“Weekly packages are in every neighborhood, and everyone knows the guy who is the dealer of the package,” Escobar said. “You can see Modern Family, Speechless, House of Cards, Grey’s Anatomy…all of those things. It is very comfortable to, at 8pm, when before all you could watch was the news, you plug in your hard-drive or USB and you watch whatever you want.”

While the government might oppose the black market on paper, Escobar said anti-black market laws are rarely enforced. The market, she argues, solves problems the government cannot solve, like keeping Havana’s taxi fleet properly fueled.

“How do you move 250,000 people, as these cars do, every morning?” Escobar said. “Public transportation can’t do that, and it solves a huge problem for Cubans. In a lot of ways, the black market is a solution, or is a consequence of the lack of a solution in the state. Even if publicly, the state says they can solve that, they can’t solve that.”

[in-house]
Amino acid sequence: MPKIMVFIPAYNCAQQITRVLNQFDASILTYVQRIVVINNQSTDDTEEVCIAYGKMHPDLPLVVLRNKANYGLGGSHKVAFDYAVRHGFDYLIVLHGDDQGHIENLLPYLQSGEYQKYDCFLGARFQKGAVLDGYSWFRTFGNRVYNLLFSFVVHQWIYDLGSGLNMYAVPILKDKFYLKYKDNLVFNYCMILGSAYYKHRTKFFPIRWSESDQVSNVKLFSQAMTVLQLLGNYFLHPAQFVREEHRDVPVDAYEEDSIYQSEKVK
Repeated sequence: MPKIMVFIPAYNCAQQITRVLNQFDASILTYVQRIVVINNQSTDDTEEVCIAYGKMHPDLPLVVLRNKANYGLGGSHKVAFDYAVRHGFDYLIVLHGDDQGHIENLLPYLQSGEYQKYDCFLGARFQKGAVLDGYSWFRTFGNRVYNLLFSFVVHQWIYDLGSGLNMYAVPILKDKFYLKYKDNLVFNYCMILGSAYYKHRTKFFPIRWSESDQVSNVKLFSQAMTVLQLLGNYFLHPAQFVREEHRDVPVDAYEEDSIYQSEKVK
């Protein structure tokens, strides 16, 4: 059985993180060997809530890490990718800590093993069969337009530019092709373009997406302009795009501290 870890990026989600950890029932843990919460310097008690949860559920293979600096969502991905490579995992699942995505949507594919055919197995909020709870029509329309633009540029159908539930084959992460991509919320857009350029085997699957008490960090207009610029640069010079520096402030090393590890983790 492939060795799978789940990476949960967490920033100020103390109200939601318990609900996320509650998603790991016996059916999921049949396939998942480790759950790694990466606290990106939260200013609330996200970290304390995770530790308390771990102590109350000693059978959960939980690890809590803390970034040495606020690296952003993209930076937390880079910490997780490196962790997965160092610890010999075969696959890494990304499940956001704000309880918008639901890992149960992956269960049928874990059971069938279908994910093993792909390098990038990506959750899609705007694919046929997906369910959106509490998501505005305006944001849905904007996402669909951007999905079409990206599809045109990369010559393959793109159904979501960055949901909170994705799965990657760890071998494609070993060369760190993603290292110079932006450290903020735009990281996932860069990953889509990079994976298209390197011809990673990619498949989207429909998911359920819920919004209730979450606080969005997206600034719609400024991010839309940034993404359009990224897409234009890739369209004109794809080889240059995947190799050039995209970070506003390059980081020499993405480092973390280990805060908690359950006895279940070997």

Cuba’s market problems affect far more than its supply of goods, Freelance journalist Jon Alpert, director of Netflix feature “Cuba and the Cameraman,” said. Alpert has famously documented the lives of ordinary Cubans since the 1970s. The kind of mentality the average person has to adopt in the situation, Alpert said, directly undermines the values the Cuban Revolution has attempted to instill in the populace.

“It’s unfortunate that this is what people have to do in order to survive,” Alpert said. “And when you start thinking selfishly, and when you start putting the collective good of the people in second place, third place or fourth place because you have to help your family survive, for want of a better word it eats away at the type of solidarity you need in order to make a difficult revolution survive.”